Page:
Deutsche Telekom and Nokia's (NYSE:NOK) subsidiary Alcatel-Lucent claimed they delivered 10 Gbps over existing copper wiring during a lab trial using XG-Fast technology at the end of 2015.
Conducted at Deutsche Telekom's cable laboratory in Darmstadt, Germany, XG-Fast is the next stage of technology innovation in the copper plant.
During the trial, Deutsche Telekom demonstrated an aggregated bandwidth exceeding 11 Gbps on two bonded pairs of Category 6 copper cable over 50 meters. Previous tests using standard drop cable illustrated the feasibility of XG-Fast for what's become known as fiber-to-the-front-door applications, achieving aggregate rates exceeding 8 Gbps over 50 meters. All of the trials were performed using prototype equipment from Bell Labs in controlled lab conditions.
XG-Fast can also theoretically deliver 1 Gbps symmetrical services at distances of 70 meters, enabling operators to deliver fiber-like speeds inside buildings using existing telephone lines, eliminating the need to install new Cat-5 or fiber cabling. This allows for faster installation times and less hassle for the end-user in that technicians don't have to drill holes to run cable to connect to a home router or modem.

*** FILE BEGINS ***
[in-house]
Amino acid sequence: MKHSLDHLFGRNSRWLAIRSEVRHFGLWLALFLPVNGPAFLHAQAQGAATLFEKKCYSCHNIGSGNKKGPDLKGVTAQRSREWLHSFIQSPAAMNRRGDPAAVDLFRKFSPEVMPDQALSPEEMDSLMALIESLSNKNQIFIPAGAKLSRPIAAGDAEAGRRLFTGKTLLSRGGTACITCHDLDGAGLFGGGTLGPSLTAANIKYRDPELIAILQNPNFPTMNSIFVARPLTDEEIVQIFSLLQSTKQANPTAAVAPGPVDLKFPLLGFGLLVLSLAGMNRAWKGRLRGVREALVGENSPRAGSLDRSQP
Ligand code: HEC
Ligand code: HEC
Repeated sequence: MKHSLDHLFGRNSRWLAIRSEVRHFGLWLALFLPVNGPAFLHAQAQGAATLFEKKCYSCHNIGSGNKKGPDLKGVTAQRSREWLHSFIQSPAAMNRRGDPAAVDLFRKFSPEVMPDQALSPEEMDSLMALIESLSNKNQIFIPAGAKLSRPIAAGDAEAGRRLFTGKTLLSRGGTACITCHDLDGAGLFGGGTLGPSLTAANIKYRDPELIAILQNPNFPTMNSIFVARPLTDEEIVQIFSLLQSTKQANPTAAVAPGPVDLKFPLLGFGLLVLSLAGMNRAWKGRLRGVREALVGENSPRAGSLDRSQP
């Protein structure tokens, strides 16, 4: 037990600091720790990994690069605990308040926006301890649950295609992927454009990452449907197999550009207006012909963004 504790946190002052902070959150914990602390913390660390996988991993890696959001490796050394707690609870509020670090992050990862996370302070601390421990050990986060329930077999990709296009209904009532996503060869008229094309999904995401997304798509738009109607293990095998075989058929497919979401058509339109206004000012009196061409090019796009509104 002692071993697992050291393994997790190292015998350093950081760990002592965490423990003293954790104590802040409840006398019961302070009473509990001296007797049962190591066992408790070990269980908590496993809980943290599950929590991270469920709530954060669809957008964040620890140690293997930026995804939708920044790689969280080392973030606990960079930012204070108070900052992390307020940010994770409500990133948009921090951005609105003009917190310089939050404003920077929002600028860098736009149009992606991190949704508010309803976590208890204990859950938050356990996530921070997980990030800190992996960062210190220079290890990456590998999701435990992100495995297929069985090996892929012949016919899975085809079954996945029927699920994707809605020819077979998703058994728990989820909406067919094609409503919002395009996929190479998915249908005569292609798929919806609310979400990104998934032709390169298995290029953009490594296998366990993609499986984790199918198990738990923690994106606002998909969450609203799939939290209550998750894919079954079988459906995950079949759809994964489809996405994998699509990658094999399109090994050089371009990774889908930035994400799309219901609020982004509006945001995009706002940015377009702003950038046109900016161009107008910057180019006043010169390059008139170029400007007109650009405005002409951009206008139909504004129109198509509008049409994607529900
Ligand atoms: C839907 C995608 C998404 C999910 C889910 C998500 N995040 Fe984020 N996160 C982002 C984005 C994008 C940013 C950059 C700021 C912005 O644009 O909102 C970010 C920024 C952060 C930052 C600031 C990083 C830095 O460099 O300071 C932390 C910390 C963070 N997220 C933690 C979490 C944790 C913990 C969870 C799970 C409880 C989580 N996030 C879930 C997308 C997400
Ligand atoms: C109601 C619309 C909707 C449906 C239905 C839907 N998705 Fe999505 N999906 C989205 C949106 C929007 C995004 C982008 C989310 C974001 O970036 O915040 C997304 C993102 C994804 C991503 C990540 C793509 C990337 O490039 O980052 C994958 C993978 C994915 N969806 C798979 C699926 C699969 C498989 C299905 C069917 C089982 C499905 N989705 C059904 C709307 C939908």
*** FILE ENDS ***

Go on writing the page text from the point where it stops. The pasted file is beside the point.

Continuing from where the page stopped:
XG-Fast fits in well with Deutsche Telekom's current network configuration, which consists of a mix of VDSL2 and vectoring as well as FTTH, allowing it to offer speeds of up to 100 Mbps.
Similar to other Tier 1 telcos, Deutsche Telekom is looking to new technologies like XG-Fast to broaden its higher speed broadband footprint to address areas where it can't immediately make a business case for FTTH. It could use this technology to fulfill the commitment to meeting Germany's national broadband targets.
DT is just one of many service providers looking at XG-Fast technology.
Fellow European telco BT (NYSE: BT) completed a demonstration of G.fast technology during which the service provider was able to deliver more than 5 Gbps over its existing copper pairs in October 2015. At the time of that demonstration, BT said it delivered aggregate speeds of 5.6 Gbps over 35 meters of copper cable.
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